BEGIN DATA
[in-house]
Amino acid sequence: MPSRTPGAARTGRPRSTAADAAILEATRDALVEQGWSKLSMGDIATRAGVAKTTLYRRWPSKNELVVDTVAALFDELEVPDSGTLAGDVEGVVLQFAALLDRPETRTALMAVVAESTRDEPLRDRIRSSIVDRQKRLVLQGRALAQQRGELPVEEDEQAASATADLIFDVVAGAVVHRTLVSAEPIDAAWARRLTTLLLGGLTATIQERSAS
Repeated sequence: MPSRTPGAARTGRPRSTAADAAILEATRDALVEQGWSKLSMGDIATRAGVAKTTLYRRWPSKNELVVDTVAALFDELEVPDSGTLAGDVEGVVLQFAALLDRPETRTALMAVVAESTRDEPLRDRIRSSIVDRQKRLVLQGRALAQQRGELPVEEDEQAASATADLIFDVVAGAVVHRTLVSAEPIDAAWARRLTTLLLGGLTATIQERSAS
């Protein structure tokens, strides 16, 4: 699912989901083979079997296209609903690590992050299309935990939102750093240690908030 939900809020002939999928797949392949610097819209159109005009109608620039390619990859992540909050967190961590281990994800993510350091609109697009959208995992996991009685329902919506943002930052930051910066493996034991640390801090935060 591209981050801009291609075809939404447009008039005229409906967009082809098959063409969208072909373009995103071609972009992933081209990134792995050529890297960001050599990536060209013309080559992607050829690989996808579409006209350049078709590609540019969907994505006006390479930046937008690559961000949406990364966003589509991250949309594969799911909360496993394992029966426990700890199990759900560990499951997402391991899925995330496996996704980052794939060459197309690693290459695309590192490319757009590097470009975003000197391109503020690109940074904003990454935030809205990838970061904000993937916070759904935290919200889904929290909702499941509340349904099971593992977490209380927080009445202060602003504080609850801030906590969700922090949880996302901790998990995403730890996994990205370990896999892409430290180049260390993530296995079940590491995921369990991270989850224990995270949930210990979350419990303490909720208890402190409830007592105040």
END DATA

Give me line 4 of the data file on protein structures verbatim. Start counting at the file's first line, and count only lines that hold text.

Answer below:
């Protein structure tokens, strides 16, 4: 699912989901083979079997296209609903690590992050299309935990939102750093240690908030 939900809020002939999928797949392949610097819209159109005009109608620039390619990859992540909050967190961590281990994800993510350091609109697009959208995992996991009685329902919506943002930052930051910066493996034991640390801090935060 591209981050801009291609075809939404447009008039005229409906967009082809098959063409969208072909373009995103071609972009992933081209990134792995050529890297960001050599990536060209013309080559992607050829690989996808579409006209350049078709590609540019969907994505006006390479930046937008690559961000949406990364966003589509991250949309594969799911909360496993394992029966426990700890199990759900560990499951997402391991899925995330496996996704980052794939060459197309690693290459695309590192490319757009590097470009975003000197391109503020690109940074904003990454935030809205990838970061904000993937916070759904935290919200889904929290909702499941509340349904099971593992977490209380927080009445202060602003504080609850801030906590969700922090949880996302901790998990995403730890996994990205370990896999892409430290180049260390993530296995079940590491995921369990991270989850224990995270949930210990979350419990303490909720208890402190409830007592105040």